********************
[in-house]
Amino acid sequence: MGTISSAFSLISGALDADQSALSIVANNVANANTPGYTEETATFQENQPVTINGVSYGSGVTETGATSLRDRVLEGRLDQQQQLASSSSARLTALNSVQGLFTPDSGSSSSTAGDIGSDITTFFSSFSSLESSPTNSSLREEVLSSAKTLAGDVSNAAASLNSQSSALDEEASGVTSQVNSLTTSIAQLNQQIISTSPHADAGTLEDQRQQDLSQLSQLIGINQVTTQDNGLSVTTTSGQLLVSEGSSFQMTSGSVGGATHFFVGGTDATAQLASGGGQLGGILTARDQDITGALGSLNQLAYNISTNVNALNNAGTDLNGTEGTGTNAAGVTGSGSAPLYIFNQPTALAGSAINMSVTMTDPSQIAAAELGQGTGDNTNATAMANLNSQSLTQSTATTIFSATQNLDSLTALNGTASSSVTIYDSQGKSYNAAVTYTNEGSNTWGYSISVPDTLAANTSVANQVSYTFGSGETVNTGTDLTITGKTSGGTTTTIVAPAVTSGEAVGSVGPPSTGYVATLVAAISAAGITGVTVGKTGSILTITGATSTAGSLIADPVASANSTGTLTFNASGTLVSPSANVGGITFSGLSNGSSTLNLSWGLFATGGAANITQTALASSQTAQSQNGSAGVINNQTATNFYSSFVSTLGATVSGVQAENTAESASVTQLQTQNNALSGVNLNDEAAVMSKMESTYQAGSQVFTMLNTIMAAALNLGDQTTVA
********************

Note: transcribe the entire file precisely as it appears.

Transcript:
[in-house]
Amino acid sequence: MGTISSAFSLISGALDADQSALSIVANNVANANTPGYTEETATFQENQPVTINGVSYGSGVTETGATSLRDRVLEGRLDQQQQLASSSSARLTALNSVQGLFTPDSGSSSSTAGDIGSDITTFFSSFSSLESSPTNSSLREEVLSSAKTLAGDVSNAAASLNSQSSALDEEASGVTSQVNSLTTSIAQLNQQIISTSPHADAGTLEDQRQQDLSQLSQLIGINQVTTQDNGLSVTTTSGQLLVSEGSSFQMTSGSVGGATHFFVGGTDATAQLASGGGQLGGILTARDQDITGALGSLNQLAYNISTNVNALNNAGTDLNGTEGTGTNAAGVTGSGSAPLYIFNQPTALAGSAINMSVTMTDPSQIAAAELGQGTGDNTNATAMANLNSQSLTQSTATTIFSATQNLDSLTALNGTASSSVTIYDSQGKSYNAAVTYTNEGSNTWGYSISVPDTLAANTSVANQVSYTFGSGETVNTGTDLTITGKTSGGTTTTIVAPAVTSGEAVGSVGPPSTGYVATLVAAISAAGITGVTVGKTGSILTITGATSTAGSLIADPVASANSTGTLTFNASGTLVSPSANVGGITFSGLSNGSSTLNLSWGLFATGGAANITQTALASSQTAQSQNGSAGVINNQTATNFYSSFVSTLGATVSGVQAENTAESASVTQLQTQNNALSGVNLNDEAAVMSKMESTYQAGSQVFTMLNTIMAAALNLGDQTTVA